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alpha-Synuclein belongs to a small group of natively unfolded proteins that can transiently bind to lipid membranes and acquire a partial alpha-helical conformation. Its relevance to Parkinson's disease (PD) is based on mutations found in familial cases of the disease and its presence in filaments of Lewy bodies (LB) and Lewy neurites (LN) in sporadic cases where it is packed in a beta-sheet configuration. This structural plasticity of alpha-synuclein has raised the possibility that neurodegeneration may be a consequence of abnormal protein folding. The extent to which abnormal folding and aggregation of neuronal proteins is directly toxic to the cell, an inert biochemical marker of an underlying harmful metabolic defect, or a protective reaction remains to be seen. We review the function of alpha-synuclein and recent studies that have shed light on the mechanisms by which it aggregates.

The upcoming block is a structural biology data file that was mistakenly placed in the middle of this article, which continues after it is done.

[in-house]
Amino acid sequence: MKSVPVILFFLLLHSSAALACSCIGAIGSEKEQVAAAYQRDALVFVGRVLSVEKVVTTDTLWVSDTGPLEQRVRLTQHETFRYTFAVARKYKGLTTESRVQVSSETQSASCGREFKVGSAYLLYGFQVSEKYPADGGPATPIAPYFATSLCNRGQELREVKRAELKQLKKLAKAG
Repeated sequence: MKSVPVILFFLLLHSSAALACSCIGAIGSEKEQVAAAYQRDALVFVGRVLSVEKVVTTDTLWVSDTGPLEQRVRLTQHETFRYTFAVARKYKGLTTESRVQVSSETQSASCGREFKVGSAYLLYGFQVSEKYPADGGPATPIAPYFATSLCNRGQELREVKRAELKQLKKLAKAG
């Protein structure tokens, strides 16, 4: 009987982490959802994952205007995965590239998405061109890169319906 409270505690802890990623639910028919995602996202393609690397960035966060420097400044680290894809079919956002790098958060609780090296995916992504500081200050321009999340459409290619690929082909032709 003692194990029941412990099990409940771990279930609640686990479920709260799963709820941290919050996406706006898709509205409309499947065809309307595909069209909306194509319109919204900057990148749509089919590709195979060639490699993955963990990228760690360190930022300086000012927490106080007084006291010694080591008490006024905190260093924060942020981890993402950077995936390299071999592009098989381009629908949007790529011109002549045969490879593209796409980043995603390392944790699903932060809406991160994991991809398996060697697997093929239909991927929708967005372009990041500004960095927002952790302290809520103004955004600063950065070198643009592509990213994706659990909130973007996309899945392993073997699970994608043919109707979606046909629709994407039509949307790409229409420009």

Original publication




Journal article


Mov Disord

Publication Date



20 Suppl 12


S37 - S44


Animals, Chromosomes, Human, Pair 6, Cytoskeleton, Drosophila, Humans, In Vitro Techniques, Lewy Body Disease, Mice, Parkinson Disease, Phenotype, Phosphorylation, Point Mutation, alpha-Synuclein